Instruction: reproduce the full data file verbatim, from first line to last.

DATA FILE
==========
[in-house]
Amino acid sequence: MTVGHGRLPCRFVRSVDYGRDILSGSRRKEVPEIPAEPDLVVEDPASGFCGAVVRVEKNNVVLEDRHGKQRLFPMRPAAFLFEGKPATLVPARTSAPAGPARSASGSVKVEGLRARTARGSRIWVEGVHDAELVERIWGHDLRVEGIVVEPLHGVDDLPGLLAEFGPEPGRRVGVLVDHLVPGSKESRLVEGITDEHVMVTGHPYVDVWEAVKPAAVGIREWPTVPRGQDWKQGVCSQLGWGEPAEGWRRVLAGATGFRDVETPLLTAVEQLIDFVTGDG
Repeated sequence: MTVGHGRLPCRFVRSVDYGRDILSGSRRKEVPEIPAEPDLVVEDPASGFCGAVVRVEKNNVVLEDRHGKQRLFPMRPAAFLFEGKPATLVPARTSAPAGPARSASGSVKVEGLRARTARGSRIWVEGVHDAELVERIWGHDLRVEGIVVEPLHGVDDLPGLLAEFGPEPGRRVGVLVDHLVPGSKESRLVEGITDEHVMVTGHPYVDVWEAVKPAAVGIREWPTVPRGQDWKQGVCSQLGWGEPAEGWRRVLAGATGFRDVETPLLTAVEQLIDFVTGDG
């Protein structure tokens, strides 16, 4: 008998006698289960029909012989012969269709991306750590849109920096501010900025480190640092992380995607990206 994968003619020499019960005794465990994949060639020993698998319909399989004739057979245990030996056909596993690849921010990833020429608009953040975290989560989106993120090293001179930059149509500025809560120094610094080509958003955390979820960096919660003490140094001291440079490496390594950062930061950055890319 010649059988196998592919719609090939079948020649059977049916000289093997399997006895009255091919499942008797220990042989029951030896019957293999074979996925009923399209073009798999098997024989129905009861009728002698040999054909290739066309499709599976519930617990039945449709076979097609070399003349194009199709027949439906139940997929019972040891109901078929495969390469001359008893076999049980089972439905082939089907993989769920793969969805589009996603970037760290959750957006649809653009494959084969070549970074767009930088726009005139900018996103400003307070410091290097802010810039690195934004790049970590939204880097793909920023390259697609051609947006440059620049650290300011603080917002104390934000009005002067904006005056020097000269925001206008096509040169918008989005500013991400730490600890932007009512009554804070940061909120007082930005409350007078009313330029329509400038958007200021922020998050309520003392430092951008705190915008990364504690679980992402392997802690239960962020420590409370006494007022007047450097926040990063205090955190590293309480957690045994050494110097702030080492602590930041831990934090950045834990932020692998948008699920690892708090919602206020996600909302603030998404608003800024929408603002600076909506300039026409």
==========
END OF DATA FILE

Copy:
[in-house]
Amino acid sequence: MTVGHGRLPCRFVRSVDYGRDILSGSRRKEVPEIPAEPDLVVEDPASGFCGAVVRVEKNNVVLEDRHGKQRLFPMRPAAFLFEGKPATLVPARTSAPAGPARSASGSVKVEGLRARTARGSRIWVEGVHDAELVERIWGHDLRVEGIVVEPLHGVDDLPGLLAEFGPEPGRRVGVLVDHLVPGSKESRLVEGITDEHVMVTGHPYVDVWEAVKPAAVGIREWPTVPRGQDWKQGVCSQLGWGEPAEGWRRVLAGATGFRDVETPLLTAVEQLIDFVTGDG
Repeated sequence: MTVGHGRLPCRFVRSVDYGRDILSGSRRKEVPEIPAEPDLVVEDPASGFCGAVVRVEKNNVVLEDRHGKQRLFPMRPAAFLFEGKPATLVPARTSAPAGPARSASGSVKVEGLRARTARGSRIWVEGVHDAELVERIWGHDLRVEGIVVEPLHGVDDLPGLLAEFGPEPGRRVGVLVDHLVPGSKESRLVEGITDEHVMVTGHPYVDVWEAVKPAAVGIREWPTVPRGQDWKQGVCSQLGWGEPAEGWRRVLAGATGFRDVETPLLTAVEQLIDFVTGDG
């Protein structure tokens, strides 16, 4: 008998006698289960029909012989012969269709991306750590849109920096501010900025480190640092992380995607990206 994968003619020499019960005794465990994949060639020993698998319909399989004739057979245990030996056909596993690849921010990833020429608009953040975290989560989106993120090293001179930059149509500025809560120094610094080509958003955390979820960096919660003490140094001291440079490496390594950062930061950055890319 010649059988196998592919719609090939079948020649059977049916000289093997399997006895009255091919499942008797220990042989029951030896019957293999074979996925009923399209073009798999098997024989129905009861009728002698040999054909290739066309499709599976519930617990039945449709076979097609070399003349194009199709027949439906139940997929019972040891109901078929495969390469001359008893076999049980089972439905082939089907993989769920793969969805589009996603970037760290959750957006649809653009494959084969070549970074767009930088726009005139900018996103400003307070410091290097802010810039690195934004790049970590939204880097793909920023390259697609051609947006440059620049650290300011603080917002104390934000009005002067904006005056020097000269925001206008096509040169918008989005500013991400730490600890932007009512009554804070940061909120007082930005409350007078009313330029329509400038958007200021922020998050309520003392430092951008705190915008990364504690679980992402392997802690239960962020420590409370006494007022007047450097926040990063205090955190590293309480957690045994050494110097702030080492602590930041831990934090950045834990932020692998948008699920690892708090919602206020996600909302603030998404608003800024929408603002600076909506300039026409």